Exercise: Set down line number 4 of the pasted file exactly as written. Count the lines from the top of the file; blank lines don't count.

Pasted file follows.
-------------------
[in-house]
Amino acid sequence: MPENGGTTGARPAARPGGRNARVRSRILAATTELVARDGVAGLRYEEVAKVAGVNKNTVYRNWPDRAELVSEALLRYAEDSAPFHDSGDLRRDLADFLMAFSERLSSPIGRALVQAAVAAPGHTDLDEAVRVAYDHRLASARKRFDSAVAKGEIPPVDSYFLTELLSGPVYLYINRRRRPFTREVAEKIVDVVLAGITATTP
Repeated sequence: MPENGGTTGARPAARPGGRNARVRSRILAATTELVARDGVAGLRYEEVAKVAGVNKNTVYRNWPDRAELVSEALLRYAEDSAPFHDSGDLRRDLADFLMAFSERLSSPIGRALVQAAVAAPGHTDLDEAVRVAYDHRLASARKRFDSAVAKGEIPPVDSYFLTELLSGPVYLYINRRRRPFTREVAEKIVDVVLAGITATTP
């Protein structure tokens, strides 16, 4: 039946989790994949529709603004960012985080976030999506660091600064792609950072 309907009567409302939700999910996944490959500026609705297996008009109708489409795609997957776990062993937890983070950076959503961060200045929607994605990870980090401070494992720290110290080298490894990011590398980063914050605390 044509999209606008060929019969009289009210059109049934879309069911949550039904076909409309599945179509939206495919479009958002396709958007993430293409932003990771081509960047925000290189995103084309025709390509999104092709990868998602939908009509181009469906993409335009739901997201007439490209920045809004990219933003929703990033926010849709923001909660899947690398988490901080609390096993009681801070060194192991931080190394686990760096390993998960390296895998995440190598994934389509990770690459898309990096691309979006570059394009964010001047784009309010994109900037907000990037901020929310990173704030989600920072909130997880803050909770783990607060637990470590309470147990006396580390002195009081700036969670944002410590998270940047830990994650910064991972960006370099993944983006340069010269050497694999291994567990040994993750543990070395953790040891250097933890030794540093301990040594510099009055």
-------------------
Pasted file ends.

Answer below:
């Protein structure tokens, strides 16, 4: 039946989790994949529709603004960012985080976030999506660091600064792609950072 309907009567409302939700999910996944490959500026609705297996008009109708489409795609997957776990062993937890983070950076959503961060200045929607994605990870980090401070494992720290110290080298490894990011590398980063914050605390 044509999209606008060929019969009289009210059109049934879309069911949550039904076909409309599945179509939206495919479009958002396709958007993430293409932003990771081509960047925000290189995103084309025709390509999104092709990868998602939908009509181009469906993409335009739901997201007439490209920045809004990219933003929703990033926010849709923001909660899947690398988490901080609390096993009681801070060194192991931080190394686990760096390993998960390296895998995440190598994934389509990770690459898309990096691309979006570059394009964010001047784009309010994109900037907000990037901020929310990173704030989600920072909130997880803050909770783990607060637990470590309470147990006396580390002195009081700036969670944002410590998270940047830990994650910064991972960006370099993944983006340069010269050497694999291994567990040994993750543990070395953790040891250097933890030794540093301990040594510099009055």